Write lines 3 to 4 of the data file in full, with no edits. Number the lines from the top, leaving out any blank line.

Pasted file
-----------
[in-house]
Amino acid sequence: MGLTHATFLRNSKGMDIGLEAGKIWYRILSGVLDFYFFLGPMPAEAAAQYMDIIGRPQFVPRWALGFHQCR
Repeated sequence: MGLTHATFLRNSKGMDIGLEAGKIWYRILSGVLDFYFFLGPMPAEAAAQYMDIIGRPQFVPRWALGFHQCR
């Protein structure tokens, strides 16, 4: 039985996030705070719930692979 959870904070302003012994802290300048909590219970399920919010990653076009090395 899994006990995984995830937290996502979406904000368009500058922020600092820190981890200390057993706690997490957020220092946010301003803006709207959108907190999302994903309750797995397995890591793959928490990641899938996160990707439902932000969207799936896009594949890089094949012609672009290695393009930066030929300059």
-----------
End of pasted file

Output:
Repeated sequence: MGLTHATFLRNSKGMDIGLEAGKIWYRILSGVLDFYFFLGPMPAEAAAQYMDIIGRPQFVPRWALGFHQCR
């Protein structure tokens, strides 16, 4: 039985996030705070719930692979 959870904070302003012994802290300048909590219970399920919010990653076009090395 899994006990995984995830937290996502979406904000368009500058922020600092820190981890200390057993706690997490957020220092946010301003803006709207959108907190999302994903309750797995397995890591793959928490990641899938996160990707439902932000969207799936896009594949890089094949012609672009290695393009930066030929300059």